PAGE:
Some time ago I was offered the opportunity to take part in the lunchtime talks programme at Time and Tide in Great Yarmouth, and when asked to come up with a subject for my talk there was only ever really one choice. It would be fair to say that my traineeship has been fairly Nelson-centric (that tends to happen when you work on a major summer exhibition called Nelson & Norfolk), but for this talk I decided to focus on one of Norfolk’s lesser known maritime figures.
I first heard of Captain George William Manby a few years ago when he was featured in the BBC series Shipwrecks: Britain’s Sunken History presented by Dr Sam Willis. On 18th February 1807, Manby witnessed the scene as the naval gun brig Snipe ran aground just off the coast of Great Yarmouth. The stricken ship was less than 100 yards from shore, but the crashing waves near the ship made it impossible for boats from shore to reach the desperate crew. 67 lives were lost that day, and Manby resolved to come up with a device that would help to provide assistance to crews of wrecked ships in future.
The result of Manby’s efforts was the ‘Manby Mortar’: a line-throwing device which would allow a light rope to be fired over the rigging of the stricken ship. The smaller line could then be used by the crew of the stranded vessel to haul across heavier lines, which could then be used as a means of evacuating survivors by either boat or harness. On the night of 12th February 1808, almost a year after Manby witnessed the tragedy of the Snipe, his apparatus was used to rescue 7 seamen from the brig Elizabeth just off the coast of Great Yarmouth.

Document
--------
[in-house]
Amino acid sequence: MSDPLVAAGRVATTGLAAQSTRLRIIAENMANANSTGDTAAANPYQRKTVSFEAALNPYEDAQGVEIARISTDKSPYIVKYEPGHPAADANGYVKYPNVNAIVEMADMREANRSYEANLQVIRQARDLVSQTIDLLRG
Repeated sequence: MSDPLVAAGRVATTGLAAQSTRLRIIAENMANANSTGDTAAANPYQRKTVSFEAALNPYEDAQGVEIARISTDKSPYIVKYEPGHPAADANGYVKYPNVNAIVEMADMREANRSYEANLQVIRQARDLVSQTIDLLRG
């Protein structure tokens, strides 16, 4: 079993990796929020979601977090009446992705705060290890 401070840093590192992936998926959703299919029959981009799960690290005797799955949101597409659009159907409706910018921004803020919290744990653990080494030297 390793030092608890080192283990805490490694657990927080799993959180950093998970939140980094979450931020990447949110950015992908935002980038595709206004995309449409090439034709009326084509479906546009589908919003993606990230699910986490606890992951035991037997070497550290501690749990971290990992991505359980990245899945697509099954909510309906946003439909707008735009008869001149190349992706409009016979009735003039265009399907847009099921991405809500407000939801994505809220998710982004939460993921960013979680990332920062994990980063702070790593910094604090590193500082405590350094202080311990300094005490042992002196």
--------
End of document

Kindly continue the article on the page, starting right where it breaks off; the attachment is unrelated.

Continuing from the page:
The mortar was just one of Manby’s inventions, with his other ideas ranging from an unsinkable boat to the first pressurised fire extinguisher. His life outside of his many inventions was also far from dull, with Manby surviving at least two attempts on his life and meeting with royalty on several occasions. Ultimately he never achieved the recognition he felt he deserved. In retirement, Manby moved into his basement and converted his house into a museum of Nelson memorabilia. When Manby died on 18th November 1854, he was found alone in the chair in his living room looking out at the sea which had inspired his greatest invention.
To find out more about Captain Manby, come along to my talk at Time and Tide, Great Yarmouth on Friday 3rd November 2017 at 11.30. £3 entry (talk only) or £1.95 for Norfolk Museums Pass holders. Booking essential. Click here for further details.